Eating out: Hmm, jolly nice: St John's
91 Junction Road, Archway, London, N19, 0171 272 1587. Lunch Mon- Fri noon-3.30pm, dinner Mon-Fri 6-11pm. Food served Sat noon-11pm, Sun noon-10.30pm. Three-course dinner pounds 20. Service not included. Credit cards accepted, except Amex and Diners
Sunday 25 April 1999
But the thing I always go on to say to X is this: "Look, we're fairly typical Sindie readers and if we stuck to the sort of restaurants we'd normally go to, there'd be hardly anything interesting to write about." Let's face it, if the food's reasonably priced, the decor unexceptional, and the cuisine fine but unambitious, you're not going to end up with a review which says: "Kill to get a table at this gastronomic paradise!" or "Die rather than tread within a million miles of this fetid roach pit!" You're just going to end up with something boring like: "Hmm. Jolly nice."
Which is precisely my problem with St John's, a hmm jolly nice gastro- pub, exactly like all the other hmm jolly nice gastro-pubs I've visited in the past five or so years. The decor's the same: spacious, high-ceilinged rooms with stripped-wood tables and mismatching chairs. The prices are the same: pounds 4-pounds 5 for a starter and pounds 9-pounds 11 for a main course. And the food's the same: the statutory sausage and mash dish; the modish fish dish and so on.
In fact, I've got to admit that St John's makes a nigh-on perfect place for a chilled, typical Sindie reader's Sunday lunch. The staff are laid back; there are free newspapers; the tables are far enough apart for you not to be bothered by other people's conversation or smoke; the clientele are young, trendy, educated and not desperately rich, and the conditions are baby-friendly.
And so to the menu chalked up on the inevitable blackboard. Snake the lawyer and I were the only ones who felt like a starter. I had the spinach, red onion and blue cheese tart, which I'd highly recommend. The pastry base was crumbly, the onions sweet, and the gooey blue cheese filling struck just the right balance between piquant and pongily overwhelming. It came on a generous bed of very fresh, crisp frisee.
Meanwhile, the Snake had something that no one else dared order: the sardines. X and I thought this was very silly because, as any fool knows, sardines are only good when grilled by an old bearded crone on a rock by the sea in Spain or Portugal. The sardines at St John's, though, proved an admirable exception. They tasted fresh, the skin was properly charred, the flesh white and succulent. And though they were perhaps a bit on the large side (the bigger the sardine, the keener you are to waste time trying to fillet it), this didn't bother the Snake one bit because he actually enjoys crunching bones between his teeth and sucking out fish eyes.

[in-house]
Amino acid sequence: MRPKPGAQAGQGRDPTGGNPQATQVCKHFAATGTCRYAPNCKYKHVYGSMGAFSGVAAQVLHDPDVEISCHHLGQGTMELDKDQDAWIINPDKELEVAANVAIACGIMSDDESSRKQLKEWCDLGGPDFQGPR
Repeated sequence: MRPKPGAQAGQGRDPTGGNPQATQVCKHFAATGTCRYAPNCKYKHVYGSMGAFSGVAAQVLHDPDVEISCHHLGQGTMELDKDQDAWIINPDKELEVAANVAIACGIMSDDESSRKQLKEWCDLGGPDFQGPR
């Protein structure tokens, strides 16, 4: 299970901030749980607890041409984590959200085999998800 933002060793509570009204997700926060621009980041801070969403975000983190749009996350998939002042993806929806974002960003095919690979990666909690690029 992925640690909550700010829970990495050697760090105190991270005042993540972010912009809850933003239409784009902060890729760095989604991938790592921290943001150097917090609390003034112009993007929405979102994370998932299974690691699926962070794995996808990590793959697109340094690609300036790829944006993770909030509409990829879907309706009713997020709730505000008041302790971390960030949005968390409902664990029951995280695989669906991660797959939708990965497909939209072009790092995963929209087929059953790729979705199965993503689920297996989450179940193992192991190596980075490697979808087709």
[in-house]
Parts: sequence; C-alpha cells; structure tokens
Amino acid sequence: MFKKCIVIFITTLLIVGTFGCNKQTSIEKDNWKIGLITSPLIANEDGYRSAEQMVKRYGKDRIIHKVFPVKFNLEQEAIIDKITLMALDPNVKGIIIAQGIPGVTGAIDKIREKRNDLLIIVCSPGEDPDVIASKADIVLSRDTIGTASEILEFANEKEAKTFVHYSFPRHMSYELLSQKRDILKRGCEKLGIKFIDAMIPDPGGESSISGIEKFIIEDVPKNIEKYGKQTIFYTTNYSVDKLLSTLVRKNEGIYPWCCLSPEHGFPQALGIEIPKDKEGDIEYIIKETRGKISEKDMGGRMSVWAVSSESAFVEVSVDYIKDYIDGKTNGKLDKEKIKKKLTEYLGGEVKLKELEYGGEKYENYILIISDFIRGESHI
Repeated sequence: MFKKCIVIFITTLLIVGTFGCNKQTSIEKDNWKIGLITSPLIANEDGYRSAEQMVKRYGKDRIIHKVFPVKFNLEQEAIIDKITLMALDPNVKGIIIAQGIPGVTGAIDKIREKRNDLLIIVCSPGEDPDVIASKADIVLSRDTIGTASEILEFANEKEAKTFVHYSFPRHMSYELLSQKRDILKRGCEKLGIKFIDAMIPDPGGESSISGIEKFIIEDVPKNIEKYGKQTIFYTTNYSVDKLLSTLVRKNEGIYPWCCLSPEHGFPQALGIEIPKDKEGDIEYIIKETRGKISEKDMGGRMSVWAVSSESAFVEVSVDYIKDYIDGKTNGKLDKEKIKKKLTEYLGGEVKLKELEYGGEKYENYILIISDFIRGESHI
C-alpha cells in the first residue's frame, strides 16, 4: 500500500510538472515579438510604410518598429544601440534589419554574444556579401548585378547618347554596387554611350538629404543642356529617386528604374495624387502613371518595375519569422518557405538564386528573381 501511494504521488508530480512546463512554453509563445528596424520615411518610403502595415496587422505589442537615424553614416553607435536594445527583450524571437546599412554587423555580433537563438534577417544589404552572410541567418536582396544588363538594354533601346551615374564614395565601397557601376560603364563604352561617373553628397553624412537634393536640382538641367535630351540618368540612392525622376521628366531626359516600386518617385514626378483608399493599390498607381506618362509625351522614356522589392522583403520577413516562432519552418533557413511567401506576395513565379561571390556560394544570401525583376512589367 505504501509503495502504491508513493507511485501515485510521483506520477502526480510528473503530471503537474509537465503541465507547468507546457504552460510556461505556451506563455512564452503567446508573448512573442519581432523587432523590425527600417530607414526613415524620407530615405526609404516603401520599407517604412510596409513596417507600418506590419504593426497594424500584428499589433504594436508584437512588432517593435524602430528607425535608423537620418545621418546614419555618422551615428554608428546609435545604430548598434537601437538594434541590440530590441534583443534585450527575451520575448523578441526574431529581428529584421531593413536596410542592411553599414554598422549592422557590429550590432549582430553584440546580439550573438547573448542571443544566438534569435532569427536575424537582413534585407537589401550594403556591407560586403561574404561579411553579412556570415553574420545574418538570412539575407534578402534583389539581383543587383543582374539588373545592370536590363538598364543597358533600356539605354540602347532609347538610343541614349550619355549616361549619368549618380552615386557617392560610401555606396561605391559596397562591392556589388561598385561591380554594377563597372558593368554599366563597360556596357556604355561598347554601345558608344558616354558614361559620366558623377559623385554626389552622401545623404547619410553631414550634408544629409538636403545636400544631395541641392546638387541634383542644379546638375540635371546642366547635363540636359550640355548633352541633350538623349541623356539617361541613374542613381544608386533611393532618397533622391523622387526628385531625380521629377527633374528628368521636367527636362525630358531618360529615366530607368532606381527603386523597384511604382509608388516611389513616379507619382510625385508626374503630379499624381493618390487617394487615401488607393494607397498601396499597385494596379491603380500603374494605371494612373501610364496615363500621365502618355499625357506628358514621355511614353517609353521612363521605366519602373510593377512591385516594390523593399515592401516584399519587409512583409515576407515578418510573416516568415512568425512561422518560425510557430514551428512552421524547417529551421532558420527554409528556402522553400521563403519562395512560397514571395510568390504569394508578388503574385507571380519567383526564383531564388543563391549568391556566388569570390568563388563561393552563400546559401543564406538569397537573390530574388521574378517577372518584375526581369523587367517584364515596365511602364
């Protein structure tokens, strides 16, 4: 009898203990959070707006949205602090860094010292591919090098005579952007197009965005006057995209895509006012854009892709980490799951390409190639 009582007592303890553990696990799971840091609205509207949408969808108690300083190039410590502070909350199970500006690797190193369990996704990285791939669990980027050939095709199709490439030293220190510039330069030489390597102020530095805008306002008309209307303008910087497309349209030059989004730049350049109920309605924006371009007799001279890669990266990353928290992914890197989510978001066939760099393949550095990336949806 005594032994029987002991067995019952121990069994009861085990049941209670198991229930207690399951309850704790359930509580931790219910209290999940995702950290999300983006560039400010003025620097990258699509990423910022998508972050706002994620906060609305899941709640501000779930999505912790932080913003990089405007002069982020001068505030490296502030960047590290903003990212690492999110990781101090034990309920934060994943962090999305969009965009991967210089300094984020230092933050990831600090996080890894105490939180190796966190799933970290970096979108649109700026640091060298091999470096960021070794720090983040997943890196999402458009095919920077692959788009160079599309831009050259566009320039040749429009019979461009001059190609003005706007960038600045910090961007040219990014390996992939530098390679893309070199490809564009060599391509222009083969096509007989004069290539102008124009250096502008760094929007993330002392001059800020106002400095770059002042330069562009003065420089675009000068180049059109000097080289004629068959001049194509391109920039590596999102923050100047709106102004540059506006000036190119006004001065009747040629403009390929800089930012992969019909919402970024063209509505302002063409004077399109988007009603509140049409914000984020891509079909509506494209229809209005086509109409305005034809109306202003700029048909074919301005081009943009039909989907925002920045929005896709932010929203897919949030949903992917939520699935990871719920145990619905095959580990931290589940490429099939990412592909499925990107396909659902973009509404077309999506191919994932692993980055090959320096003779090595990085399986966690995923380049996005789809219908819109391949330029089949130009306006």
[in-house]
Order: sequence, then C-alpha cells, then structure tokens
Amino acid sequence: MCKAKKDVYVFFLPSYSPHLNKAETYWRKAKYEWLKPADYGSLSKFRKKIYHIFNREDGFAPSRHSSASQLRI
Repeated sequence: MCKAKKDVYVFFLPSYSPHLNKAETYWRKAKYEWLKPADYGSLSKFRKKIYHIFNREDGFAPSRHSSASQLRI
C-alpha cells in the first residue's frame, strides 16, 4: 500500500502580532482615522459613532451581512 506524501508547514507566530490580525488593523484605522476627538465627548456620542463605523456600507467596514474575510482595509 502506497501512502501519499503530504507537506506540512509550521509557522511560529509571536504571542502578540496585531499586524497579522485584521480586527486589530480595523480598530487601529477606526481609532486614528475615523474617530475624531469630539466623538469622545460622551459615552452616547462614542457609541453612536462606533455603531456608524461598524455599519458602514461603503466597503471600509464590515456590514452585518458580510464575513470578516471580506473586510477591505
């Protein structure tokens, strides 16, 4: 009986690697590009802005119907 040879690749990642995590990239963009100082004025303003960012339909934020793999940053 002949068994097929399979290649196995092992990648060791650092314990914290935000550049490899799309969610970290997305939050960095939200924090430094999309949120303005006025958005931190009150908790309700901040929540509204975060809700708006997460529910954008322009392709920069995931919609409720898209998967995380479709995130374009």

X, by now, was getting frightfully cross because by ordering starters we'd delayed the arrival of her main course. When her chicken orvieto arrived, she defended it as viciously as a female rattlesnake protecting its young, so I only managed to get one tiny taste of breast. But what I tasted was excellent. The meat was juicy and tender and the juice was delicious. Still don't know what orvieto means, though.
The Rat was equally impressed with his pork chop, especially since he couldn't taste the (in his opinion) scary-sounding honey and mustard glaze on top. And the Snake made it a hat-trick by voting his wild boar and apple sausages with red cabbage, mash and redcurrant jus a triumph, too. But for the mash - an important detail which we'll discuss in a minute - I agreed. I'm terribly fussy about my sausages and, although I think that the wild boar variety are one of yer gastro-pub's biggest cliches, I rated these ones pretty highly. Not only were they fully flavoured but they didn't contain any of those nasty, chewy bits which put you in mind of minced tail, testicles and trotter.
The only mild disappointment was my seared monkfish with a mussel and saffron sauce. It wasn't bad by any stretch, just uninspiring. Instead of being seared, the fish was covered with that oily black film you get when you try to barbecue meat before the flames have died down. And the mash.
No. The mash deserves a separate paragraph because this issue is So Important. The majority of the potatoes we're sold in this country would have Sir Walter Raleigh turning in his grave. They taste of nothing; eating them is an ordeal. The ones they use at St John's are no exception and, until the kitchens find a better source, they're wasting their time serving mash. And while they're at it, they should learn to mash all the lumps out.
It's a pity about St John's mash problem because in most other respects their kitchens are top notch. It's not the sort of food I'd consider it worth travelling across town for but if you lived in the area, I'm sure you'd find yourself coming back again and again. Jolly nice, you might go so far as to say.
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